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Introducing the ACS Institute

by Wayne E. Jones Jr., ACS director-at-large
March 20, 2021 | A version of this story appeared in Volume 99, Issue 10


Photo of Wayne E. Jones Jr.
Credit: Portrait Simple Studio
Wayne E. Jones Jr.

Providing value for chemistry professionals, especially American Chemical Society members, at all stages of their careers is a key strategy for ACS. Bringing together under one umbrella the many ACS learning and professional development resources, including those developed by staff or volunteer units, provides an opportunity to enhance the focus and impact of all our efforts. The new ACS Institute, which came out of the Highly Effective Professionals working group, seeks to do just this. The ACS Board of Directors established the working group in December 2019 to implement the recommendations put forth by the NextGen Task Force on Leadership Development.

The demand for virtual learning increased during the past 12 months as many in-person courses shifted to virtual. While there is no shortage of general learning opportunities online, ACS recognizes that there is a demand for expert and germane training that meets the needs of the chemistry enterprise. As a professional society, ACS is uniquely positioned to provide chemical scientists with learning opportunities that are developed specifically for those working or planning to work in the chemistry enterprise. The society can also help those seeking new skills in an uncertain job market. Meanwhile, companies and organizations are outsourcing their employee training and development to save costs. This creates new partnership opportunities to work with industry.

The Highly Effective Professionals working group and two subgroups—Managing Self and Leading Others—worked with ACS staff to identify competencies that can help learners prioritize professional growth. The competencies are intended to serve as a unifying scaffold across the broad suite of ACS resources. Competencies also support consistency and clarity in the ways we promote, position, and enable learning, training, and development for members and customers of the organization. This type of research is not foreign to ACS, as similar research was conducted when the society developed and launched the ACS Leadership Development System in 2010. At that time, the society selected four core leadership competencies that could identify outstanding leaders: personal capability, interpersonal skills, focusing on results, and setting a clear direction. Additionally, character was identified as the overarching leadership competency.

The ACS Institute will comprise seven learning centers that are being guided by the eight competencies and learners’ needs.

The recent research was conducted via a multiphased approach using three methodologies: a survey of diverse stakeholders, interviews with additional stakeholders including hiring managers, and discussions with focus groups. Through this research we learned of ACS members’ and other chemists’ needs related to learning and how ACS could support them. This information was used to assist with the development of a needs analysis, which led to the drafting of competencies that were tested across various employment sectors within the chemistry enterprise. The iterative process ended with the confirmation of eight competencies: communicating clearly and effectively; building meaningful connections; identifying and applying personal drivers; managing results; participating in or leading a successful team; prioritizing diversity, equity, and inclusion in every situation; facilitating organizational strategy and operations; and applying specialized and detailed technical expertise.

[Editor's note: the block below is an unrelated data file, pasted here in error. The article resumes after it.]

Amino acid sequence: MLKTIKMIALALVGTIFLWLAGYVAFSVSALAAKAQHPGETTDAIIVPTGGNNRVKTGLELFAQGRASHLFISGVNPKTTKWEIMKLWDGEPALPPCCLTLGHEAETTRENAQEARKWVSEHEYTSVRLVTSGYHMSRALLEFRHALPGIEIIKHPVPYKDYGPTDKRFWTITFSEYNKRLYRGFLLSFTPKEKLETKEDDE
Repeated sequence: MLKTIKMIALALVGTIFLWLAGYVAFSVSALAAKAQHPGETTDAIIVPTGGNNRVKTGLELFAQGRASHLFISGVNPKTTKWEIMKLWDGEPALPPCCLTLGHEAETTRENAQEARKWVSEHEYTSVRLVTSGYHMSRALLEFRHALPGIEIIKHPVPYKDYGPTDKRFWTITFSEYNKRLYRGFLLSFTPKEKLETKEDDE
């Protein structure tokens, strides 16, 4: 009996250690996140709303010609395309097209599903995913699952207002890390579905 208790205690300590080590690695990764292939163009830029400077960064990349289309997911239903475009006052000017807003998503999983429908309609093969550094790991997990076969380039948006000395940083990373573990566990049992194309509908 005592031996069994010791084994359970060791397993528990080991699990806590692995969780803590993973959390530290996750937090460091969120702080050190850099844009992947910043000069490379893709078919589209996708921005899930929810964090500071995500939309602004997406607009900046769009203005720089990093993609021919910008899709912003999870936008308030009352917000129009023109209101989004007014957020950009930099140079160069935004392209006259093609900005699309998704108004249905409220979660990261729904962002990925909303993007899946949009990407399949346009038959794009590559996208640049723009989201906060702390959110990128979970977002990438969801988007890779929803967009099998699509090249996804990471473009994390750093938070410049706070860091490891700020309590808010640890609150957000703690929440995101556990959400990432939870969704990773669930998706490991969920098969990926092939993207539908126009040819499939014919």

The competency model is serving as the framework for the ACS Institute, which will launch in May. The ACS Institute will be a comprehensive and authoritative learning platform offering a robust collection of learning and training resources from across the society. It will help ACS members and other chemical scientists learn new skills, develop as individuals and professionals, and excel in their careers. The ACS Institute will comprise seven learning centers that are being guided by the eight competencies and learners’ needs. A learner will be able to consume content related to laboratory safety, professional and leadership development, technical skills, chemistry in practice, and volunteer leadership.

With the establishment of the ACS Institute, ACS is positioning itself within the third-sector training community. This is a growing community that is seeking to complement the traditional classroom experience by providing training that may not be part of standard K–12 or higher education curricula and that serves as a platform to help individuals progress professionally. By entering this space, ACS can also support individuals and organizations in the chemistry enterprise with their professional and leadership development.

The society is committed to providing value for its members and potential members and recognizes the importance of having content that is developed for chemists and, in some instances, by chemists who are experts in specific areas. With your support, the ACS Institute can become the premier destination for chemical professionals seeking continuing professional and leadership development. Together we can support our mission to “advance the broader chemistry enterprise and its practitioners for the benefit of Earth and its people.”

I invite you to join ACS in this endeavor. Sign up to learn more about the ACS Institute at, and keep us informed of courses or training that you would like to see ACS offer.

Views expressed are those of the author and not necessarily those of C&EN or ACS.



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